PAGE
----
To Niche or Not to Niche? It Was Never a Question

When we first registered the business, we knew that we wanted to develop a niche law practice with a single driving focus—as this was our mission in going out on our own. Although we saw a need for advocacy across the spectrum of disability rights, we felt it was important to narrow our focus to the rights of children living with disabilities, specifically as their rights relate to their education. This very niche field has allowed us not only to specialize and become experts in this field, but also has allowed us to practice our philosophy of thinking outside the box. We are constantly evolving the way we practice and looking toward the next thing we can do to improve.

Many areas of law are very specialized, requiring an extensive knowledge and practice experience for a lawyer to be considered an “expert.” We felt it imperative to become experts if we were to make as big of an impact as we dreamed. By spreading ourselves too thin with other practice areas, we feared that we would never rise to the level of expertise we sought. We often say that we eat, sleep, and breathe this world and do not consider it to be “work” in the traditional sense.

There is often a perception that being a lawyer should be hard and must be all-encompassing, that lawyers cannot have a life outside of work until they retire. We throw out that perception along with all the misperceptions of people living with disabilities—we decide what our path will be and feel that the law does not have to be stuffy and traditional. You can have it both ways—love what you do and become successful at it.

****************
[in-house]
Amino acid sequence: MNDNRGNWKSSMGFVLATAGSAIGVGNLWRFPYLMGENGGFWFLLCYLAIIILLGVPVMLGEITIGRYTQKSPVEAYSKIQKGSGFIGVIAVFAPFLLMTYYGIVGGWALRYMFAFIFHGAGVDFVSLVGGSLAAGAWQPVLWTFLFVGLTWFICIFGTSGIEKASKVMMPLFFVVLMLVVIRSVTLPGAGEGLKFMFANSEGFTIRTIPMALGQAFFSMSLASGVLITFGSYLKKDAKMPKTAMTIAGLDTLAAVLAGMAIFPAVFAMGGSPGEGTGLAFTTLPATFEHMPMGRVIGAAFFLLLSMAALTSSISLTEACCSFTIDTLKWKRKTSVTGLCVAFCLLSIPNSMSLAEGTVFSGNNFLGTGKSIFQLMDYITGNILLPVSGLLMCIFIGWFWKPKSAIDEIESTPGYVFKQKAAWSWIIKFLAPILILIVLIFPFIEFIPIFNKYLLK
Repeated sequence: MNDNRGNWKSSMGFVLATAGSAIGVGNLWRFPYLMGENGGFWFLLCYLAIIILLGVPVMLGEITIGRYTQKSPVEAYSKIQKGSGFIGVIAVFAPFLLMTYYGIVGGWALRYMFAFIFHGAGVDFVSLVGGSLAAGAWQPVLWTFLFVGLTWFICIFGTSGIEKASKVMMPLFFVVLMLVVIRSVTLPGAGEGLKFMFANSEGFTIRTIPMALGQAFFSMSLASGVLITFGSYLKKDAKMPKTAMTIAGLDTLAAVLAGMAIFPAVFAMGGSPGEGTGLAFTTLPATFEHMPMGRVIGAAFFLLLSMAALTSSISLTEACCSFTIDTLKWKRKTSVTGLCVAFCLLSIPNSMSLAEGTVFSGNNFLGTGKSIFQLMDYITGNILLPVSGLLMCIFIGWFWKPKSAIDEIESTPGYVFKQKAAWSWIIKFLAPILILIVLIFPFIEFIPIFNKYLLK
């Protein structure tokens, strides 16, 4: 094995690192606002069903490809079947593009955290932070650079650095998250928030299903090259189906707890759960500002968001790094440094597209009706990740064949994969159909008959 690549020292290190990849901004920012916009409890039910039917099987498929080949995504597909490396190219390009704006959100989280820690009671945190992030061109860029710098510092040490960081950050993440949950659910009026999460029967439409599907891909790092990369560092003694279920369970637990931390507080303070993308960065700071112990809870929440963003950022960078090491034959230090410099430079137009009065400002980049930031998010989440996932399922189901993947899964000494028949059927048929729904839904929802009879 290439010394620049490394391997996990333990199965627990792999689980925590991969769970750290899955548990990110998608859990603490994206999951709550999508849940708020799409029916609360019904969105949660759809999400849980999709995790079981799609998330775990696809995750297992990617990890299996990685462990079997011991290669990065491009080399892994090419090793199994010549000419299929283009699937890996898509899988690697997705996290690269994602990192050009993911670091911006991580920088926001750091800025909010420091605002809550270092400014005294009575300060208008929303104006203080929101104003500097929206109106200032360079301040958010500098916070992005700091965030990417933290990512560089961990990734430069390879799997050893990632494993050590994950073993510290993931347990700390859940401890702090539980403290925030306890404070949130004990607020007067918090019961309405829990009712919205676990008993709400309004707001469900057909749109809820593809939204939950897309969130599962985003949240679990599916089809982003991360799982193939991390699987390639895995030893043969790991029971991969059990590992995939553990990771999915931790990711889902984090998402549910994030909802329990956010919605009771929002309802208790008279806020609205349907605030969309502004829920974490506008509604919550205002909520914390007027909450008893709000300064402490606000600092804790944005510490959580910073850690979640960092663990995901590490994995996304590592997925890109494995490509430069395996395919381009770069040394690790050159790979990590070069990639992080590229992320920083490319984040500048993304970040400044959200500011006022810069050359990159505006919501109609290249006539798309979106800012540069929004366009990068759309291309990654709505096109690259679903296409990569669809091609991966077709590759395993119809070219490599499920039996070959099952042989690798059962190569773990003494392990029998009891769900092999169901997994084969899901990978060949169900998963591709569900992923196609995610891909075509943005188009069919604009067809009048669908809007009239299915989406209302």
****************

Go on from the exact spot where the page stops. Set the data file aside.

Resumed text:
Round Pegs Have More Fun

We structure our services differently than most attorneys and think more about the purpose behind our work (and not at our hourly rate). We focus on a person-centric service model, and with our specialization, we can give our clients just that. We can be there in their time of need and support them throughout the legal process and after—our goal is not just to make them whole again but to transition them moving forward. We console and counsel them and are often seen as “counselors” in every sense of the word.

Our work does not stop at our niche legal practice, however. We took our work a step further and created a legal nonprofit organization focused on educating families and the community on their rights and providing pro bono legal aid for low-income families. The nonprofit side of our work allows for even more flexibility in working with community organizations and parent groups to serve our greater goal of impacting change.

Developing a law practice that is unique, different, and outside the box can and should be done. Millennials are changing the world, from technology to how businesses operate, and law practices should change with the times. These ideas drive our encouragement of young attorneys ready to do something different, challenge the norm, and follow the dreams that led them to law school in the first place.

Facing Pitfalls Head-on

Law school is not business school, so in developing a law practice, it is important that attorneys do the legwork to ensure they run their firm like a business first, law firm second. This concept allows the business to thrive, operate at its best, and truly serve the clients it is meant to serve.